Langston Hughes was the poetic voice of not just a generation, but of an entire race. Born in the mid-west in the early 1900’s, his work became synonymous with the struggle for equality during the middle of the twentieth century. His work “Refugee in America” is a short verse with haunting echoes.
There are words like Freedom
Sweet and wonderful to say.
On my heart-strings freedom sings
All day everyday.
The first stanza of the poem references freedom as a mystical idea which brings with it nothing but hope and a yearning for greatness. He personifies freedom as being able to sing to the rhythm of his heart, indicating to the reader that freedom is an integral part of being American, if not human.
There are words like Liberty
That almost make me cry.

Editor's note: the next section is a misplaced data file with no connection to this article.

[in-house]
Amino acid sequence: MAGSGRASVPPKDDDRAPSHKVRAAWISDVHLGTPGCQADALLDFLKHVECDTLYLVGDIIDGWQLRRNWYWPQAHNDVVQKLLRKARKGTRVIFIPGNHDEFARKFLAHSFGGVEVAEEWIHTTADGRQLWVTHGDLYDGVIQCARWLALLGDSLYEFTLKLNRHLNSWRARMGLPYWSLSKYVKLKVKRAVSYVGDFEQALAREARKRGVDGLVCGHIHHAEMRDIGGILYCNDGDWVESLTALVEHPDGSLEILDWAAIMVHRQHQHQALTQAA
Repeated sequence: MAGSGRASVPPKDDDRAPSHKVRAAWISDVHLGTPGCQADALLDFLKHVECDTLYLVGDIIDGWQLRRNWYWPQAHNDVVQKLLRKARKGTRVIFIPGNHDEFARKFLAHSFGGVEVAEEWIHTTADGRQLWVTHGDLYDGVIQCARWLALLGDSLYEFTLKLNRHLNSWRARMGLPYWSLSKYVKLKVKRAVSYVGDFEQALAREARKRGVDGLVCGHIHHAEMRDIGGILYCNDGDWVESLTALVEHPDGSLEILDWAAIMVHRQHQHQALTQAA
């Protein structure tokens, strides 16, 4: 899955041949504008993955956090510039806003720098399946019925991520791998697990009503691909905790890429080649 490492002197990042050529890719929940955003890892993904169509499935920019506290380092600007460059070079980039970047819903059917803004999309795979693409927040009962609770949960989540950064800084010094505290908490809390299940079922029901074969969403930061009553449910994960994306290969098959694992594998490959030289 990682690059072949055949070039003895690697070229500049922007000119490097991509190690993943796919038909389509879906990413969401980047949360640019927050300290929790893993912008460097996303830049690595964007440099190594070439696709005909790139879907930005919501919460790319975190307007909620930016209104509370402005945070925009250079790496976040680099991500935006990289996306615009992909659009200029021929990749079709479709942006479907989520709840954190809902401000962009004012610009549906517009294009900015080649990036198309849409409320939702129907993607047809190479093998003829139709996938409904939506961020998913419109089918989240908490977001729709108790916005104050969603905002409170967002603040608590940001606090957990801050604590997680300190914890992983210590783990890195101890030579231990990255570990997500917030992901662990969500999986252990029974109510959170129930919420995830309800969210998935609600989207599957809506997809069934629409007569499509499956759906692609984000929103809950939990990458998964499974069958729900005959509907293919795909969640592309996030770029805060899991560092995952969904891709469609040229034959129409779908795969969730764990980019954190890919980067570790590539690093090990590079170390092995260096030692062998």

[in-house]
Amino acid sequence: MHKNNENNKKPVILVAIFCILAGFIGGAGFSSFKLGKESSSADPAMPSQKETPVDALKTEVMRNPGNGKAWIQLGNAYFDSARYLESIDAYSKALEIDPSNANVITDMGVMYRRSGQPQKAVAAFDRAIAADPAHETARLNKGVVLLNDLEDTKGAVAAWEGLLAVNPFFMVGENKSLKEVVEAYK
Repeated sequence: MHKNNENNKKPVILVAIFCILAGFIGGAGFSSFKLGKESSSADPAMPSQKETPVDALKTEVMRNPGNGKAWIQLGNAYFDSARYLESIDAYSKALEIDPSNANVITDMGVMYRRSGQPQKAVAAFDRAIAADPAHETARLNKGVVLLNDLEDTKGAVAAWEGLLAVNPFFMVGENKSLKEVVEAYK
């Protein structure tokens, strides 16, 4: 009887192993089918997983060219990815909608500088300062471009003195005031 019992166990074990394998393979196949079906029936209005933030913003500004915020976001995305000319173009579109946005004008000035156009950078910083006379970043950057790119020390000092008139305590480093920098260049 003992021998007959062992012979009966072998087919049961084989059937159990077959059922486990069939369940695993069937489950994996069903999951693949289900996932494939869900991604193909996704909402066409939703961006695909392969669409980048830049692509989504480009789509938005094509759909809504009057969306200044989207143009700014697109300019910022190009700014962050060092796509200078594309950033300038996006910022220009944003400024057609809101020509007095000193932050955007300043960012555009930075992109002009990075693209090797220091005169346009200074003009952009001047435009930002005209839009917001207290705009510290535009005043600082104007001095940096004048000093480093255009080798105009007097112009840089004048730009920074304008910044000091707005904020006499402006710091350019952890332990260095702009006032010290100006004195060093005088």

If you had known what I knew
You would know why.
In the second and last stanza of the poem Hughes analyzes liberty which is often used inter-changeably with freedom. Hughes hints at the dichotomy between the two as the message. Liberty, the ability to act out on freedom, is not an abstract quality of society but a real and defined set of rules or law. The laws hamper blacks, effectively robbing them of liberty despite the freedom they are guaranteed.
The theme of the poem is the struggle of blacks to achieve equality in early twentieth century America. There existed a dual reality for blacks. They were free from the bondage of slavery, yet were not fully liberated from the effects of it due to Jim Crow laws and covert racism across America. The message the poem sends is clear; regardless of the words applied to a group of people, it is the actions which compel those ideas that matter. The title conveys a powerful message as well. Blacks felt like refugees despite living in America. They were lost and seeking liberation even though they had freedom.